Now, stroking Nanny’s beautiful tablecloth once again, I smile as I remember how Nanny taught me to see sights and sounds and smells that others were not able to see. She was totally blind, but she could paint vivid memories that transported a child through space and time. As to whatever happened to Nanny’s wedding dress … that has always remained a mystery. Perhaps Nanny’s description allowed my six-year-old eyes to “see” a memory that was so powerful, it seemed physically present at the time. My Nanny could see beyond the ordinary things in this world as she prepared for her journey home to Our Lord and to her beloved Will. She created adventure and memories in her heart, and Nanny’s rocking chair traveled farther than most trains ever could in one small child’s lifetime.

 

 

Thursday, July 2, 2015

Last Mass


Lost and Found
Back in the 1980’s I found myself very frustrated with God and church in general. Nothing seemed to be going right. What’s the use, I asked myself, in believing in a God who never answers prayers. Is he really out there at all?

After much soul searching I had decided to forget the whole religious idea and just get on with life. Work and family were the important ingredients for life I had decided. Things continued to go wrong but at least I wasn’t depending on an unseen God to direct my future. I was in charge and would plow on alone in my quest for my ideals.

By 1986 I had muddled along on my own just fine and was sure I had made the right decision. But one day as Christmas approached I felt a sudden nostalgia to attend one last Midnight Mass. The feeling lingered all week long and gradually became an obsession, so on Christmas Eve I decided to go to confession and attend the Midnight Mass at the local parish. I knew I had to confess my sins to participate and so off I went that Saturday to make my first and what I thought would be my last confession.

When I arrived at the parish at the appointed time which was listed on the sign outside the church, there was no one around but a lone workman. He asked me if he could help me and I told him I was there for confession. He gave me a very strange look, and said we don’t have confessions on Holy Days. We did general confessions last Wednesday. 

I was very embarrassed as I knew he must know I had been gone from church a long time as I had no idea the rubric’s had changed and I was truly a duck out of water as my father used to say. Quickly sputtering that I was sorry to have disturbed his work, I turned to leave as fast as I could. Suddenly I found myself running out the door and straight into another workman. I almost fell over from the collision. The man steadied me on my feet and asked if he could help me. By this time I was so embarrassed I just wanted out of there. I told him I had mistakenly come thinking there would be confessions and to that he replied: “No problem, I’m Father Mike and I can hear your confession.” Then he whipped out the ole Roman collar from the back of his overalls. Egad! I thought, now I am well and truly stuck, I’ll have to go through with it, so I followed him to the confessional and began my first confession in over twenty years. It wasn’t easy as I forgot how to go through most of the prayers so I began with “Bless me Father for I have sinned, it has been twenty years since my last confession and I don’t remember how to confess. You’ll have to help me. To which he replied: “No problem and lead me through the process. It all went smoothly until I told him I had just come to attend one last Mass before I left the church for good. Suddenly he let out a chuckle and said; “Well we are glad you came for one last Mass and we hope you’ll decide to stay. I told him that wasn’t very likely but thanks anyway.”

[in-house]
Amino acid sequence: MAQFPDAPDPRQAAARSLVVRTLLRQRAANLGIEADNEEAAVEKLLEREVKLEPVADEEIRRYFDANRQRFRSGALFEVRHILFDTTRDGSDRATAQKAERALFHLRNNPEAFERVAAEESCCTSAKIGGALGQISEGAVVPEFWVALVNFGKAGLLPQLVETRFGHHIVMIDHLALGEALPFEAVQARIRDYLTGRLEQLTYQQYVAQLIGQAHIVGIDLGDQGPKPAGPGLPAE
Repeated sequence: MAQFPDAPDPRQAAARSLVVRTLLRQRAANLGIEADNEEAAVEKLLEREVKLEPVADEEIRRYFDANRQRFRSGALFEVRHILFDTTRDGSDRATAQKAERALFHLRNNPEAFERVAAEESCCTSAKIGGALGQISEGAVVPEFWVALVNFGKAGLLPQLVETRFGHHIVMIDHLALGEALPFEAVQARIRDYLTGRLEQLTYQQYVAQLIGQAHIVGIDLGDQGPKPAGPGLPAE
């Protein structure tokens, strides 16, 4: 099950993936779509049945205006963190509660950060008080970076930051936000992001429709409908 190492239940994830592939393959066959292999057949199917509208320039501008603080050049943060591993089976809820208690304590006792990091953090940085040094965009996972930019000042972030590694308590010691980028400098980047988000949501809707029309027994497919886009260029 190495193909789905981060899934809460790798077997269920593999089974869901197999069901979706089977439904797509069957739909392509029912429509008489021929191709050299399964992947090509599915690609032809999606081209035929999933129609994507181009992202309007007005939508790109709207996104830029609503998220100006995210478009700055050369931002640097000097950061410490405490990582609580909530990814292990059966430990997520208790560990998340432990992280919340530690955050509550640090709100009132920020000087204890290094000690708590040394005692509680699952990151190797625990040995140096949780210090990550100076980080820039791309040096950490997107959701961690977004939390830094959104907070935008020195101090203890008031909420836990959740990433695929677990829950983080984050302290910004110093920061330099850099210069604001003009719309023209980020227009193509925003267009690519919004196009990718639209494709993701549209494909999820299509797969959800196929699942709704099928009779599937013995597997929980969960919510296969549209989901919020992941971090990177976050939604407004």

With that ordeal over with, I proceeded on my way. When time for Mass came I got dressed up in my finest Christmas attire and off to Mass I went. I was supremely confident in my decision and all was well with the world. At church the old childhood memories flooded in. The sights, the smell, the magic of it all seemed to return as it had in days of my childhood. I chuckled to myself remembering how I fell out of the pew fast asleep when I was five years old at Midnight Mass. I remembered how we used to have a Chili supper after Mass and then open our gifts. It all came flooding back to me as I sat in the pew listening to the music and readings of the Mass. As time came for communion to begin I panicked a bit as things had changed drastically since I had last received communion. Gone were the altar rails and kneelers. Now everyone just formed a line and went up to receive. I kept trying to peek around to the front of the line to see what they were doing. As I got closer I could tell they cupped their hands and said: “Amen” as they received the host in their hands. OK! I thought to myself, I can do that. When my turn came I confidently stuck out my cupped hands to receive and said “Amen! And the instant the host hit my hands it felt like it weighed one hundred and fifty pounds. I hit the floor on my knees so embarrassed I wanted to crawl under a pew. As I got back up with help from Father Mike…he was grinning ear to ear. Good Lord, I thought to myself…”What was that about?” I quickly went back to my pew and sat down utterly befuddled. Then all of a sudden I heard Christ’s voice speak to me. “It was I, I am truly present in the Eucharist and I am here for you. Welcome Home!”

 

Needless to say I came home to my faith. Christ set me back on the road to belief and love for Him. It is a decision I have never regretted and even though I have not heard Him speak to me since that day, I know He is real and loves us all. I was lost and He came to find me, just as the bible says.